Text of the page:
Pharmacy-driven interventions focus directly on interventions made by pharmacy staff and come in various forms. Automatic changes from intravenous to oral therapy can be performed in appropriate situations and for antibiotics with good absorption in order to improve patient safety and reduce the need for intravenous access. Dose optimization, including modifications based on therapeutic drug monitoring and organ function, allows for adjustments in antibiotics based on pharmacokinetic and pharmacodynamics considerations of the drug. Pharmacists can respond to alerts for situations where duplicate therapy might be unnecessary, such as simultaneous use of multiple agents with overlapping spectra. ASPs may implement time-sensitive automatic stop orders for specified scenarios, especially for surgical prophylaxis. Finally, detection and prevention of antibiotic-related drug-drug interactions may be considered, including interactions between orally administered fluoroquinolones and certain vitamins.
Infection and syndrome specific interventions are intended to improve prescribing for specific syndromes; however, these should not interfere with prompt and effective treatment for severe infections or sepsis. Some examples include community-acquired pneumonia, urinary tract infections, skin and soft tissue infections, empiric coverage of methicillin-resistant Staphylococcus aureus (MRSA), and CDI. In these situations, optimizing the agent of use, dosing, and duration of therapy are imperative. Local resistance patterns and national guidelines will assist ASPs to implement these recommendations at their institution. When considering CDI, these infections can be a direct result of antibiotic use and should be a large focus for ASPs. Reviewing antibiotics in patients with new diagnoses of CDI can identify opportunities to discontinue unnecessary antibiotics.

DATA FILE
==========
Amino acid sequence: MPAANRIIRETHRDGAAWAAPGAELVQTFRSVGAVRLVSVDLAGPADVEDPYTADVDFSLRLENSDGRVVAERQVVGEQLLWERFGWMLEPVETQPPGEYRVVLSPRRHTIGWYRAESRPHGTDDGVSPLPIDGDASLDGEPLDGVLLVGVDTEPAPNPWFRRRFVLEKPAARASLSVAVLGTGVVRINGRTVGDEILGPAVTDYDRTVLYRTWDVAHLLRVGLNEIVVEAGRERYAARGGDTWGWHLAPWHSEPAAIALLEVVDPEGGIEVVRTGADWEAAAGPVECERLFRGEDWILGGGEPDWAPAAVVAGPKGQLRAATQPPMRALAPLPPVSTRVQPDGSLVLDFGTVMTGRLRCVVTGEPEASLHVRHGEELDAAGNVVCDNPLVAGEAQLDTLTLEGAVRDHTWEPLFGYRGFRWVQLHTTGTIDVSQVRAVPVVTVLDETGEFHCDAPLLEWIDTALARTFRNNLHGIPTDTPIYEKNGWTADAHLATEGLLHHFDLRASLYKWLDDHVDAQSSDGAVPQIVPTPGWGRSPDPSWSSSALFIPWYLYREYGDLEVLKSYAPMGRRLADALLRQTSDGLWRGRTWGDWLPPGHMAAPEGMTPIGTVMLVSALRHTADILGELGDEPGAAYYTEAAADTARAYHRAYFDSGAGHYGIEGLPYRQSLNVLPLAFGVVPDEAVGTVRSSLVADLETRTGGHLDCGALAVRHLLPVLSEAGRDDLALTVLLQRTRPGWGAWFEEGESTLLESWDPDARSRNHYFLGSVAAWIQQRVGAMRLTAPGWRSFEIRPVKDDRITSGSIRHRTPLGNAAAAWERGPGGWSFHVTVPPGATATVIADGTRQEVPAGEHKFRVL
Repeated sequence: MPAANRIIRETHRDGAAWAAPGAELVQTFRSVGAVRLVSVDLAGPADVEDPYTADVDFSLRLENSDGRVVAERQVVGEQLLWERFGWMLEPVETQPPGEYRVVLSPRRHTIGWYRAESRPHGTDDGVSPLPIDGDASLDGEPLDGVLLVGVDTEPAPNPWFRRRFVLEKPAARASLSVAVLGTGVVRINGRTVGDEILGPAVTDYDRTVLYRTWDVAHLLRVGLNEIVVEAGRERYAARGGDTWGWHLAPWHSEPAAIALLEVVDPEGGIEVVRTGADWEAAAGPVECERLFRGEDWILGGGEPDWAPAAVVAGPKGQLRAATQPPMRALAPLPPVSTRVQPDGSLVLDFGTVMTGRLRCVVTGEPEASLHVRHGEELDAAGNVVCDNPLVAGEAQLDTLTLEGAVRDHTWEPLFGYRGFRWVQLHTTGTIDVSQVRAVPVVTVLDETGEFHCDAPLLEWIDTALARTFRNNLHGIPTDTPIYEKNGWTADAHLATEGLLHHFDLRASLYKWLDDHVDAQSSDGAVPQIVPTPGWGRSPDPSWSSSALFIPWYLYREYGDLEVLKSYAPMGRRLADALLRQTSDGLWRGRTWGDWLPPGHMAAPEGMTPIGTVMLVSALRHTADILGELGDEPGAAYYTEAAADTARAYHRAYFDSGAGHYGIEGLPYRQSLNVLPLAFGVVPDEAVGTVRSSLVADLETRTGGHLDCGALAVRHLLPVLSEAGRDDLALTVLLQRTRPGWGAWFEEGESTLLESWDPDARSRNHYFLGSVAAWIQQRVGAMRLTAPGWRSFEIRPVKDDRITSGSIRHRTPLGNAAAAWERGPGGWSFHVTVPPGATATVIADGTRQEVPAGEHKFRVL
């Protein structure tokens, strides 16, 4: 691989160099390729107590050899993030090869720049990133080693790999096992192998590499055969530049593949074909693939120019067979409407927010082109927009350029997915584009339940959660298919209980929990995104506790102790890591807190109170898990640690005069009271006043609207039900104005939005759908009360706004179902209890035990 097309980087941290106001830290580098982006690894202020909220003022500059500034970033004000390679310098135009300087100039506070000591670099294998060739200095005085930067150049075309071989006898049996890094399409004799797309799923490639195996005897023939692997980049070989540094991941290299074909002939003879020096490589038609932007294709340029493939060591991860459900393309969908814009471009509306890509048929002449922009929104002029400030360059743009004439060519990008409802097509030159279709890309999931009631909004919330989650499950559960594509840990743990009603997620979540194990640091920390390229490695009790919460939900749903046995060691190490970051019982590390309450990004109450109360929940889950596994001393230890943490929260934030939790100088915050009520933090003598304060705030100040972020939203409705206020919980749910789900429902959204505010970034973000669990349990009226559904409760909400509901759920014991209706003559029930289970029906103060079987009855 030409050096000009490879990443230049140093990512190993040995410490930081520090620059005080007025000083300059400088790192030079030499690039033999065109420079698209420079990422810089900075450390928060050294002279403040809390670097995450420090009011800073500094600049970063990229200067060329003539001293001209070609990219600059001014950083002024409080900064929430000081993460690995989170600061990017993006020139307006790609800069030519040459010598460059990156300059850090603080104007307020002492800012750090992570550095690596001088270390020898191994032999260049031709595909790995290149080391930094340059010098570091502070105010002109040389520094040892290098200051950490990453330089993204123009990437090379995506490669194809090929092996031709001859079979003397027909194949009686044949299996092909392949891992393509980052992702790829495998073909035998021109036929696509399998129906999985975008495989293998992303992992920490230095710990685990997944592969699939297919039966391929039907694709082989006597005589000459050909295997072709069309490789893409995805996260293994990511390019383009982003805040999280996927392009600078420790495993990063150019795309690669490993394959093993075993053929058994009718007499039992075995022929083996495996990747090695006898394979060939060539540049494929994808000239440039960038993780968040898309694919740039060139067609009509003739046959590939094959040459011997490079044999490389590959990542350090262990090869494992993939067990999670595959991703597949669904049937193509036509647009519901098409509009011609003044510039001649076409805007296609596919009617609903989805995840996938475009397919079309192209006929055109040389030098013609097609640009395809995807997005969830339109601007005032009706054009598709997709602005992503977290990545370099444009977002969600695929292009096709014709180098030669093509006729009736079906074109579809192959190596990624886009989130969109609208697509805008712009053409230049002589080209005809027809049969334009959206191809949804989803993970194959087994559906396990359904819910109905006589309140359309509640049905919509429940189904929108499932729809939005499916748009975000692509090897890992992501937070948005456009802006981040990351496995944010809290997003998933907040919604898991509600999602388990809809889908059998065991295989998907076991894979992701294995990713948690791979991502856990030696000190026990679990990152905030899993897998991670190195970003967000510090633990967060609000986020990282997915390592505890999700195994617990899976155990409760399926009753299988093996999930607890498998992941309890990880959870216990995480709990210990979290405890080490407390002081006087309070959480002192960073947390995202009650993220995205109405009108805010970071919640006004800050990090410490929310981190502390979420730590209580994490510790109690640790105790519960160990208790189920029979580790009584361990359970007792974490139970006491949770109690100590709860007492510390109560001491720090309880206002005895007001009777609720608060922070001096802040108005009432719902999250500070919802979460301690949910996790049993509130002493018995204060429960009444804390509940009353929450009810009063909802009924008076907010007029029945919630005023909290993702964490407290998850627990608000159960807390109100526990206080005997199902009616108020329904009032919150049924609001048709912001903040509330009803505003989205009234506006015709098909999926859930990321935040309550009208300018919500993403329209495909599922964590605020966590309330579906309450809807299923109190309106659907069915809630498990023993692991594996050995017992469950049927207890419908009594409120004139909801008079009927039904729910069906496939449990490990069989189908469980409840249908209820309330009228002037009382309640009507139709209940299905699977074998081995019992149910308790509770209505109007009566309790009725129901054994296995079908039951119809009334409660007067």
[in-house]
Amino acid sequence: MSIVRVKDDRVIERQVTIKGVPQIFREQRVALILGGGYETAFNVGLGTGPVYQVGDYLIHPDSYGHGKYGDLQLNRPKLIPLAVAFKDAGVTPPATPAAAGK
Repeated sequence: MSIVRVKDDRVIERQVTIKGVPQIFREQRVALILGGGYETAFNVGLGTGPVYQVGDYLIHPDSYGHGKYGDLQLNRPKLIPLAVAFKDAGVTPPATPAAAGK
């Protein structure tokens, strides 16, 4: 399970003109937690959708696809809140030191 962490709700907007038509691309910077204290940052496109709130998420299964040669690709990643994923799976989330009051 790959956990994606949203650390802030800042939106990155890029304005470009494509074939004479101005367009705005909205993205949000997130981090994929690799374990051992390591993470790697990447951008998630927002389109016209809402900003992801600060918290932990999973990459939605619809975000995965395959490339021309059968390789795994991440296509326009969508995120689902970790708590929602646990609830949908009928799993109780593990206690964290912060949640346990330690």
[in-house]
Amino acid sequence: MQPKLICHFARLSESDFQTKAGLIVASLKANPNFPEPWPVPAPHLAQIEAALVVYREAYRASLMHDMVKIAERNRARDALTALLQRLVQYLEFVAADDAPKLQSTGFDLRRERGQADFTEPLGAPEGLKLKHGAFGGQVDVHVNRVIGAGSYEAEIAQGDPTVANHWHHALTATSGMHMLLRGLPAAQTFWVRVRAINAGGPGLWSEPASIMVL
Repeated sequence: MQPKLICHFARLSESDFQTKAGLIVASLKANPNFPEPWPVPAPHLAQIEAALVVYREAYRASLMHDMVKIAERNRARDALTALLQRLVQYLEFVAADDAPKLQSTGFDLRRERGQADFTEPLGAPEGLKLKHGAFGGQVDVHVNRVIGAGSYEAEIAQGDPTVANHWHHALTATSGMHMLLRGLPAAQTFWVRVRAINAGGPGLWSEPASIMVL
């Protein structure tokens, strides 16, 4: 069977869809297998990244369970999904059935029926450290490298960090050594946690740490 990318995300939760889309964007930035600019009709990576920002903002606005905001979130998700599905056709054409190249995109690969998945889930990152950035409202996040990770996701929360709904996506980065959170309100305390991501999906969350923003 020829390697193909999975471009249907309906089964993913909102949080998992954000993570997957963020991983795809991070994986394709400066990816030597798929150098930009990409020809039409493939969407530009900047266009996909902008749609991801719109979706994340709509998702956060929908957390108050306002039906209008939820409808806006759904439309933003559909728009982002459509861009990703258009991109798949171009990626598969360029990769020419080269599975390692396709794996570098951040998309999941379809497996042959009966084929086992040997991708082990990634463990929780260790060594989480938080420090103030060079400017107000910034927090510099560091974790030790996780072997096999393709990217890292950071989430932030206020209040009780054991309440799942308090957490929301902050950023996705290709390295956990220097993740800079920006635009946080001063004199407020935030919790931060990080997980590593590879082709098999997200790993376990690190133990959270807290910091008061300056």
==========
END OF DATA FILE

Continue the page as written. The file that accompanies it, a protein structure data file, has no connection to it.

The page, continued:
Measurement of antibiotic prescribing is critical to identify opportunities for improvement and assess the impact of a programs efforts. For ASPs, this may involve evaluation of both process and outcome. ASPs should perform periodic assessments of the use of antibiotics or treatment of infections to determine the quality of antibiotic use. Standardized tools, such as drug use evaluations or antibiotic audit forms, can assist in these reviews.